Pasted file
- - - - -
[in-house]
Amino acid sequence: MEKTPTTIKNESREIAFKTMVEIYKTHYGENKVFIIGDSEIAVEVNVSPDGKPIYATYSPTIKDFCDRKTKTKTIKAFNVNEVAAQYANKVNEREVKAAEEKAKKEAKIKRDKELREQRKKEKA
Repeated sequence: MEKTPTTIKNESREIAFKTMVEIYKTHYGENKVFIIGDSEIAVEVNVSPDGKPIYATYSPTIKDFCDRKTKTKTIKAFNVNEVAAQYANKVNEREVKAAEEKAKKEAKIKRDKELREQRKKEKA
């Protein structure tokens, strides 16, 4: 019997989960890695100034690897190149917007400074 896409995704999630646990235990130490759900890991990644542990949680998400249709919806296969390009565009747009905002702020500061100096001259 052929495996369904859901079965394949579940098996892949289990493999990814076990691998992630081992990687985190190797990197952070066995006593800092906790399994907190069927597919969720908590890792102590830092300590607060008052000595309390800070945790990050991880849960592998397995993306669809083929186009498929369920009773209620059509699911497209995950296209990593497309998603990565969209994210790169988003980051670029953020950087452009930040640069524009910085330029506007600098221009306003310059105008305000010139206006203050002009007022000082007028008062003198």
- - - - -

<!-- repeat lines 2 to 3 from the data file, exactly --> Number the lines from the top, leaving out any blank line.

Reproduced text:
Amino acid sequence: MEKTPTTIKNESREIAFKTMVEIYKTHYGENKVFIIGDSEIAVEVNVSPDGKPIYATYSPTIKDFCDRKTKTKTIKAFNVNEVAAQYANKVNEREVKAAEEKAKKEAKIKRDKELREQRKKEKA
Repeated sequence: MEKTPTTIKNESREIAFKTMVEIYKTHYGENKVFIIGDSEIAVEVNVSPDGKPIYATYSPTIKDFCDRKTKTKTIKAFNVNEVAAQYANKVNEREVKAAEEKAKKEAKIKRDKELREQRKKEKA